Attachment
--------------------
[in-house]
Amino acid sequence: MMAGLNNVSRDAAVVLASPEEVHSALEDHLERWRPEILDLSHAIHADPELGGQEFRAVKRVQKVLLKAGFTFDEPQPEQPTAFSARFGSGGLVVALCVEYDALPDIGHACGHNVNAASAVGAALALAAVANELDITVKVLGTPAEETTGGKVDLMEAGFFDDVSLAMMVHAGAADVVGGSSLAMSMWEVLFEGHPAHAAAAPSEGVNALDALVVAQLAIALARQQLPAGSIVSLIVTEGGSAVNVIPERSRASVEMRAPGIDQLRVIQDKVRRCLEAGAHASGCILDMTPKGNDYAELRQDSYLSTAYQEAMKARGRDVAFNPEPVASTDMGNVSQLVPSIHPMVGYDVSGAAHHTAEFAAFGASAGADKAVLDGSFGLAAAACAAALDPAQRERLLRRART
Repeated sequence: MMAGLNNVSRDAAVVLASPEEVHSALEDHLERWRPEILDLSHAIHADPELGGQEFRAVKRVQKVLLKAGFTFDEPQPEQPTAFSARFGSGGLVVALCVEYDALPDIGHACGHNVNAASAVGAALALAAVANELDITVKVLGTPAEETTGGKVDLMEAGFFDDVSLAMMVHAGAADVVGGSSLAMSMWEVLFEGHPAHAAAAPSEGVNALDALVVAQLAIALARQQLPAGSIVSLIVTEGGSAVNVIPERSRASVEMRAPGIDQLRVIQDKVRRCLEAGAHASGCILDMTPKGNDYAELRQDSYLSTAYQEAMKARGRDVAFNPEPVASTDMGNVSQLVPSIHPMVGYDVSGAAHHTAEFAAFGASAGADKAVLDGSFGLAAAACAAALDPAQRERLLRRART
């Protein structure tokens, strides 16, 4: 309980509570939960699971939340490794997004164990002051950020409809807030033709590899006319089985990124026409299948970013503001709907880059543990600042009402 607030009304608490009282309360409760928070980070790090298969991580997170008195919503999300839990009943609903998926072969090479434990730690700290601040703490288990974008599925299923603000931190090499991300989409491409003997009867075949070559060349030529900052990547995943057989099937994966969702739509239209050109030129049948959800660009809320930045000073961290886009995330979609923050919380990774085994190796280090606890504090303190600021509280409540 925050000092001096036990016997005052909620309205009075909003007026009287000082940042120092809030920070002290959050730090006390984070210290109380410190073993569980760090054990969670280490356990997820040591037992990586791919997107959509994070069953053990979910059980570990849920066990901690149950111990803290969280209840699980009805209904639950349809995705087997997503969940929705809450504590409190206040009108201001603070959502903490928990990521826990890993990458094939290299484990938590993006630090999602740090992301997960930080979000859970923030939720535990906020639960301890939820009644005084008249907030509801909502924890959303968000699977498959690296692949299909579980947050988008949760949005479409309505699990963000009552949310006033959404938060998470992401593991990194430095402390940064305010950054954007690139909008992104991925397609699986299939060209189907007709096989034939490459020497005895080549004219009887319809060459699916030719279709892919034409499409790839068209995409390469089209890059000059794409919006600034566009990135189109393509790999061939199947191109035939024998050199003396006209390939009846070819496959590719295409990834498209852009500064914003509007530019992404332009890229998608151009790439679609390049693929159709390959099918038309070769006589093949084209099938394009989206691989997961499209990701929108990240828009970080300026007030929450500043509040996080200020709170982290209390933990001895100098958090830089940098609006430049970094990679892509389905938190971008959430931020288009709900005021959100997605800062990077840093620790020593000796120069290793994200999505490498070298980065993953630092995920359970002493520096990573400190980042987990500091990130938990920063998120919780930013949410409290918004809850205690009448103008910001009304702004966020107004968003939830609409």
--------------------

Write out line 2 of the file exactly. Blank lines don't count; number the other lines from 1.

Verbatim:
Amino acid sequence: MMAGLNNVSRDAAVVLASPEEVHSALEDHLERWRPEILDLSHAIHADPELGGQEFRAVKRVQKVLLKAGFTFDEPQPEQPTAFSARFGSGGLVVALCVEYDALPDIGHACGHNVNAASAVGAALALAAVANELDITVKVLGTPAEETTGGKVDLMEAGFFDDVSLAMMVHAGAADVVGGSSLAMSMWEVLFEGHPAHAAAAPSEGVNALDALVVAQLAIALARQQLPAGSIVSLIVTEGGSAVNVIPERSRASVEMRAPGIDQLRVIQDKVRRCLEAGAHASGCILDMTPKGNDYAELRQDSYLSTAYQEAMKARGRDVAFNPEPVASTDMGNVSQLVPSIHPMVGYDVSGAAHHTAEFAAFGASAGADKAVLDGSFGLAAAACAAALDPAQRERLLRRART